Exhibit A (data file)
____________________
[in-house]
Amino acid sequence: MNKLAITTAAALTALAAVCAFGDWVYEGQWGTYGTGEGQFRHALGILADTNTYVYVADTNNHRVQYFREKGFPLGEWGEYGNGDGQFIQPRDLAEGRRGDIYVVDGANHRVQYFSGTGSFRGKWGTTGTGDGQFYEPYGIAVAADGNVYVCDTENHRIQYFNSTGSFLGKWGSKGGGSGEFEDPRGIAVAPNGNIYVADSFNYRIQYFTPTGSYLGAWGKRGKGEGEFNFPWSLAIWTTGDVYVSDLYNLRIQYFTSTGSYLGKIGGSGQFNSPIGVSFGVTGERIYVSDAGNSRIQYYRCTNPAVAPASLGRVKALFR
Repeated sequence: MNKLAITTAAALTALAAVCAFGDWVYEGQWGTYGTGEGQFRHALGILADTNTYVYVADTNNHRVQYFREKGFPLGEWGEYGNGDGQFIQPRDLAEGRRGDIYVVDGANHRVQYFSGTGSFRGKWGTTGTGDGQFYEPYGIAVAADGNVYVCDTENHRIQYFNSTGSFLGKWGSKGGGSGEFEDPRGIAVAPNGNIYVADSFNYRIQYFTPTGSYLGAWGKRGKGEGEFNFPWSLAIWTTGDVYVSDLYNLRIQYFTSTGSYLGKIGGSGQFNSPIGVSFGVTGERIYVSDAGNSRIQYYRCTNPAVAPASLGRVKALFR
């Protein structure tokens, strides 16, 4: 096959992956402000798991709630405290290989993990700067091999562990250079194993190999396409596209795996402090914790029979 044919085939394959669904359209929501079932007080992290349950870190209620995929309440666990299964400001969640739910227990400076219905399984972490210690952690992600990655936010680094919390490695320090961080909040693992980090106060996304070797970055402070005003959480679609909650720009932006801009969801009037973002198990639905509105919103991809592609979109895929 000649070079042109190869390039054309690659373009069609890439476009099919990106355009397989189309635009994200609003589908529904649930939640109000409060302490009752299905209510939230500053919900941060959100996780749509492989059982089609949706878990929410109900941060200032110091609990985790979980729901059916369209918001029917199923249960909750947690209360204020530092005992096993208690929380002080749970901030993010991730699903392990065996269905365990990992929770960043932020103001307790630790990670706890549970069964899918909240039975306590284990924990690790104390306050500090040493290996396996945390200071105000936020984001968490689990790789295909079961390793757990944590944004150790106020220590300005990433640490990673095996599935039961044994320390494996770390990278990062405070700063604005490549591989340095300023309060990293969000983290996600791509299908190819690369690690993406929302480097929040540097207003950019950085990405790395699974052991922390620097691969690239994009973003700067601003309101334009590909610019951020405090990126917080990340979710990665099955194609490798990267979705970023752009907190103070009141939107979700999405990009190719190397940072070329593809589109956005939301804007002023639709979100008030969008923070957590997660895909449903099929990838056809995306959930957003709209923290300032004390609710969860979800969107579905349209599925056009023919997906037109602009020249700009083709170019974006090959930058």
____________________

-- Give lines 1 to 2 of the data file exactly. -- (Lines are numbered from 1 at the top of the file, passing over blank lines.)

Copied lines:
[in-house]
Amino acid sequence: MNKLAITTAAALTALAAVCAFGDWVYEGQWGTYGTGEGQFRHALGILADTNTYVYVADTNNHRVQYFREKGFPLGEWGEYGNGDGQFIQPRDLAEGRRGDIYVVDGANHRVQYFSGTGSFRGKWGTTGTGDGQFYEPYGIAVAADGNVYVCDTENHRIQYFNSTGSFLGKWGSKGGGSGEFEDPRGIAVAPNGNIYVADSFNYRIQYFTPTGSYLGAWGKRGKGEGEFNFPWSLAIWTTGDVYVSDLYNLRIQYFTSTGSYLGKIGGSGQFNSPIGVSFGVTGERIYVSDAGNSRIQYYRCTNPAVAPASLGRVKALFR